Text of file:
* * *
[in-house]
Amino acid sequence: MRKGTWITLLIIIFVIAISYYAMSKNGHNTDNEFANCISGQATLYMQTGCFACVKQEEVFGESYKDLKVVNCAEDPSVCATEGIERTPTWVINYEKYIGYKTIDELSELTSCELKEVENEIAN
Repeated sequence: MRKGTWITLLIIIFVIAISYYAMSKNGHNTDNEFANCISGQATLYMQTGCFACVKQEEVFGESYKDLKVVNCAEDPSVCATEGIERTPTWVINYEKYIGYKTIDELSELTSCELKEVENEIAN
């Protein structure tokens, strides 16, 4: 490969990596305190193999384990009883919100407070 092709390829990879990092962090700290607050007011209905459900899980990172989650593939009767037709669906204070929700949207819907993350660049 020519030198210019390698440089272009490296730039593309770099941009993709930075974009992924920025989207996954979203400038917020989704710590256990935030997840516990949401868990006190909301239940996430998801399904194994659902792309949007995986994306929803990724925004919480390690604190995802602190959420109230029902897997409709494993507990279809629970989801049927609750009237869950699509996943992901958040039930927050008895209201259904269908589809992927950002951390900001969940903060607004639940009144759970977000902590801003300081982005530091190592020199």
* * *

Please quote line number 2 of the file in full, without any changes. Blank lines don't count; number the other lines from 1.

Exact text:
Amino acid sequence: MRKGTWITLLIIIFVIAISYYAMSKNGHNTDNEFANCISGQATLYMQTGCFACVKQEEVFGESYKDLKVVNCAEDPSVCATEGIERTPTWVINYEKYIGYKTIDELSELTSCELKEVENEIAN